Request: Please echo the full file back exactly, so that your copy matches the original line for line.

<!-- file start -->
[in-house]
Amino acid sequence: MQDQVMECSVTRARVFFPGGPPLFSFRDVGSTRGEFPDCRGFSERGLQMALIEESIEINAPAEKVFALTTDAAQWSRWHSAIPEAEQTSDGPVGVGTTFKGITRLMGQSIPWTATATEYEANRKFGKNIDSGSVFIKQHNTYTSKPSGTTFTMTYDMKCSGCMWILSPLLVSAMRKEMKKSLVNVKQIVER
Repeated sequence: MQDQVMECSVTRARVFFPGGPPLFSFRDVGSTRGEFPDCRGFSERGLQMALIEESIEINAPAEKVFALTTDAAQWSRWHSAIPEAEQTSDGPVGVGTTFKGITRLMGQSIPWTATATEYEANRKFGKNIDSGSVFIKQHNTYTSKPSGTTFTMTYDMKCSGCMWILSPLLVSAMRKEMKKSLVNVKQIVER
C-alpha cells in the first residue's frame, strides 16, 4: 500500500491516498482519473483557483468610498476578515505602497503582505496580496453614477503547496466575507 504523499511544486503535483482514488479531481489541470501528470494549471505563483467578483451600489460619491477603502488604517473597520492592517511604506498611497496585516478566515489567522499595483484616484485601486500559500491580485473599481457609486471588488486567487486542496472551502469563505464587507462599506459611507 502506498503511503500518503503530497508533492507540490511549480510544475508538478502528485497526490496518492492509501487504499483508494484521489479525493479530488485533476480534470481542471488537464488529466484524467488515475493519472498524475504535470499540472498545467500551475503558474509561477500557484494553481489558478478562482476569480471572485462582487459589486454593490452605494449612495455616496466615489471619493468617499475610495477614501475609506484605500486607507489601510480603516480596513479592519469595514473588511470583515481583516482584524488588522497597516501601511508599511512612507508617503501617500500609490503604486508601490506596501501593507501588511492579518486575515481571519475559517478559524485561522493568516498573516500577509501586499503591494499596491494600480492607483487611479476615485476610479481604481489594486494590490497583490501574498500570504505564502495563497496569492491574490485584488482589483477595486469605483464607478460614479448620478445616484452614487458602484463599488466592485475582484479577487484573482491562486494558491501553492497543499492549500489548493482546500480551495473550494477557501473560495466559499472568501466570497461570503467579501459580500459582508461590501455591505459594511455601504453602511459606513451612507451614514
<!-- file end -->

[in-house]
Amino acid sequence: MQDQVMECSVTRARVFFPGGPPLFSFRDVGSTRGEFPDCRGFSERGLQMALIEESIEINAPAEKVFALTTDAAQWSRWHSAIPEAEQTSDGPVGVGTTFKGITRLMGQSIPWTATATEYEANRKFGKNIDSGSVFIKQHNTYTSKPSGTTFTMTYDMKCSGCMWILSPLLVSAMRKEMKKSLVNVKQIVER
Repeated sequence: MQDQVMECSVTRARVFFPGGPPLFSFRDVGSTRGEFPDCRGFSERGLQMALIEESIEINAPAEKVFALTTDAAQWSRWHSAIPEAEQTSDGPVGVGTTFKGITRLMGQSIPWTATATEYEANRKFGKNIDSGSVFIKQHNTYTSKPSGTTFTMTYDMKCSGCMWILSPLLVSAMRKEMKKSLVNVKQIVER
C-alpha cells in the first residue's frame, strides 16, 4: 500500500491516498482519473483557483468610498476578515505602497503582505496580496453614477503547496466575507 504523499511544486503535483482514488479531481489541470501528470494549471505563483467578483451600489460619491477603502488604517473597520492592517511604506498611497496585516478566515489567522499595483484616484485601486500559500491580485473599481457609486471588488486567487486542496472551502469563505464587507462599506459611507 502506498503511503500518503503530497508533492507540490511549480510544475508538478502528485497526490496518492492509501487504499483508494484521489479525493479530488485533476480534470481542471488537464488529466484524467488515475493519472498524475504535470499540472498545467500551475503558474509561477500557484494553481489558478478562482476569480471572485462582487459589486454593490452605494449612495455616496466615489471619493468617499475610495477614501475609506484605500486607507489601510480603516480596513479592519469595514473588511470583515481583516482584524488588522497597516501601511508599511512612507508617503501617500500609490503604486508601490506596501501593507501588511492579518486575515481571519475559517478559524485561522493568516498573516500577509501586499503591494499596491494600480492607483487611479476615485476610479481604481489594486494590490497583490501574498500570504505564502495563497496569492491574490485584488482589483477595486469605483464607478460614479448620478445616484452614487458602484463599488466592485475582484479577487484573482491562486494558491501553492497543499492549500489548493482546500480551495473550494477557501473560495466559499472568501466570497461570503467579501459580500459582508461590501455591505459594511455601504453602511459606513451612507451614514